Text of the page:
Thoughts on Get Out from the white person in a biracial/white interracial relationship

I’m sitting in my room, the same one that I have lived in for over fifteen years. The TV is on. Law & Order: SVU. Olivia Benson just held a revolver to her head and pulled the trigger. Guy who played Pornstache on Orange Is the New Black is about to blow his brains out. I’ve seen this one before, and I don’t like seeing Benson like that, not because I think it doesn’t fit her character but because I think I can’t handle seeing someone exert that kind of control over someone, regardless of gender.

The sun is pale, sickly, and there are felled trees all over town from the relentless wind. I hate spring.

I just finished watching Get Out with my girlfriend. She thought it was funny. I thought it was terrifying.

We walked out of the theater and I felt compelled to say something. I wanted to cry. Images of her and her little brother at my family’s annual reunion flooded my mind.

From that weekend:

The three of us sat at one end of the table. My white, great aunt addressed Davonté and I felt something violent rise up inside me. She asked him to come to her. He was too close. She asked him about school.

“This chicken is dry,” Miika whispered to me. My eyes fell on her.

“Huh?” I said.

She was smirking, looking around to see if anyone heard me. “This chicken is dry.”

I smiled. “I know. It has absolutely no flavor.” I looked back at Davonté. She was still talking at him. I called him back over to our table. He sat down.

“I don’t want to eat this,” he said to Miika. A laugh bubbled up from deep in her chest, threatening to burst forth, but she tempered it.

I don’t remember interacting with my family that weekend. One day, we went to Mackinac Island, and I took Miika to the shore. We stepped out on a sandbar and I turned to her, my back facing Lake Huron; I held her hands and opened my mouth to ask the question when she interrupted me–“Will you be my girlfriend?”–and I said yes.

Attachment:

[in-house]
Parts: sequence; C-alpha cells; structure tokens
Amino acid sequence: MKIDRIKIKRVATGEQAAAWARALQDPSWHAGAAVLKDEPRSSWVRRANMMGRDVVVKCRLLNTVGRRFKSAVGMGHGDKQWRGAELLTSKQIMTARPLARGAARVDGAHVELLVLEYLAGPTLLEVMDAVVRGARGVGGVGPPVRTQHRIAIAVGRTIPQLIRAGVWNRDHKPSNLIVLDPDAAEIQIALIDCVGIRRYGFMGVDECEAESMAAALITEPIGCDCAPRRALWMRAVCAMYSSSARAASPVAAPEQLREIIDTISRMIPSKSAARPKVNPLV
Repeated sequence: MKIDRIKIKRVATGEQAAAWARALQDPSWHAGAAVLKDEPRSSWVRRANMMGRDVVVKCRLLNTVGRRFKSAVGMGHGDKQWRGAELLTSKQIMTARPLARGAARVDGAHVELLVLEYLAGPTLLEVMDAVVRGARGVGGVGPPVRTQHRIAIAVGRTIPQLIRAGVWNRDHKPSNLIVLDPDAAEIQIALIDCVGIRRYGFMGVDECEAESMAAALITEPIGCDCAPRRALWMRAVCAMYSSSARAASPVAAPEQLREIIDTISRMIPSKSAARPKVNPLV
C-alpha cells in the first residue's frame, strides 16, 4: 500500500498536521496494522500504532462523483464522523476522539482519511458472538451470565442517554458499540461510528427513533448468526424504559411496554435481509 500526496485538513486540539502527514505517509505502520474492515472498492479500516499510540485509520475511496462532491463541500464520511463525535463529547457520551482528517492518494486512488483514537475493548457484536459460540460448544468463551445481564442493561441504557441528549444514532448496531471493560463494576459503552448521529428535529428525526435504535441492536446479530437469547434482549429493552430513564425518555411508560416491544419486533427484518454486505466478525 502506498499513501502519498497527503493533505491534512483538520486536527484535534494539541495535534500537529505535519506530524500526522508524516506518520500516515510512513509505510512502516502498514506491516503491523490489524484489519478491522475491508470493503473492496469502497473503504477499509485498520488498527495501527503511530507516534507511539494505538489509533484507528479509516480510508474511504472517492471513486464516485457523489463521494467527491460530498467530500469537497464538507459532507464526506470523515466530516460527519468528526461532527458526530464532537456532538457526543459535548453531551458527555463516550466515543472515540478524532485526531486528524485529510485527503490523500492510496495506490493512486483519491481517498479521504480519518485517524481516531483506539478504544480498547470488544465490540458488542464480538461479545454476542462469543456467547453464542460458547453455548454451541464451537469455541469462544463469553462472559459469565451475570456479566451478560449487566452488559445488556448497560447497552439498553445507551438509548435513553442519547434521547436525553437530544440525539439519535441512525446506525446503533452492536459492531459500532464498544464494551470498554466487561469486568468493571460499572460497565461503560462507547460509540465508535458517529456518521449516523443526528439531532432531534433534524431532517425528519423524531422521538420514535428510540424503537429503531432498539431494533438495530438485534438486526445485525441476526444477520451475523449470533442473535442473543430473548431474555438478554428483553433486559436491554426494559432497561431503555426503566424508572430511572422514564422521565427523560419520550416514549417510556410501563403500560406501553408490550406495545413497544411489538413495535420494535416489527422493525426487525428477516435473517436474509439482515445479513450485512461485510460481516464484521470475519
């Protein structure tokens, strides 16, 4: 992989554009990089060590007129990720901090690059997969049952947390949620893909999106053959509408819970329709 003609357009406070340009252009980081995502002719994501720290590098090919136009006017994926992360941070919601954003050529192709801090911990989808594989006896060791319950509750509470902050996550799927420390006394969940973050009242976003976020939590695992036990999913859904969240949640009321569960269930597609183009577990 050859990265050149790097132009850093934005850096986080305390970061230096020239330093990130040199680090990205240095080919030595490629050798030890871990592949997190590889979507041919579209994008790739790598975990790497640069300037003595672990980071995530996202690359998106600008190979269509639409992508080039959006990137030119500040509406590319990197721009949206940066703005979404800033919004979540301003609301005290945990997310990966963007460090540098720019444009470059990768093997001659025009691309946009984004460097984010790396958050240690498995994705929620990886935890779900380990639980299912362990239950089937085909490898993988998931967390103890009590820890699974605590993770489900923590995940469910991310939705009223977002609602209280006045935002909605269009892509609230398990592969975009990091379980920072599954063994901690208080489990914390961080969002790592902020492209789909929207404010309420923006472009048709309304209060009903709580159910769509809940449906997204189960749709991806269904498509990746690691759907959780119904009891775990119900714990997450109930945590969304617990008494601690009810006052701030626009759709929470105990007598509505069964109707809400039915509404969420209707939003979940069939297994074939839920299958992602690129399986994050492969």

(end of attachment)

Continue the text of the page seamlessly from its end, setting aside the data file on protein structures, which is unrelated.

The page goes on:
We were walking to her car and she was walking in front of me. I wanted to cry. I felt compelled to say something.

“Please tell me if you ever feel like that and we’ll go, right away,” I said.

“How do I know you’re not in on it?” she said. A joke.

“I guess you’ll just have to trust me.”

“Good thing I’m taking you home. After that, I’m gone!” A joke.

She dropped me off at my house. I gave her two kisses. I asked if I would see her later. She said nope. A joke.

I texted her, asking if she would tell me if she couldn’t trust me anymore. She said she would.

I don’t object to the portrayal of white people in the film. I don’t object to the portrayal of white privilege in interracial relationships.

I’ve heard people of many different races and ethnicities, especially my own, argue against the compatibility of interracial partners of many different races and ethnicities. This film, in its critique of liberal white racism, also depicts a Black and white interracial relationship which doesn’t just fail–it is inherently threatening.

Am I allowed to object to this?


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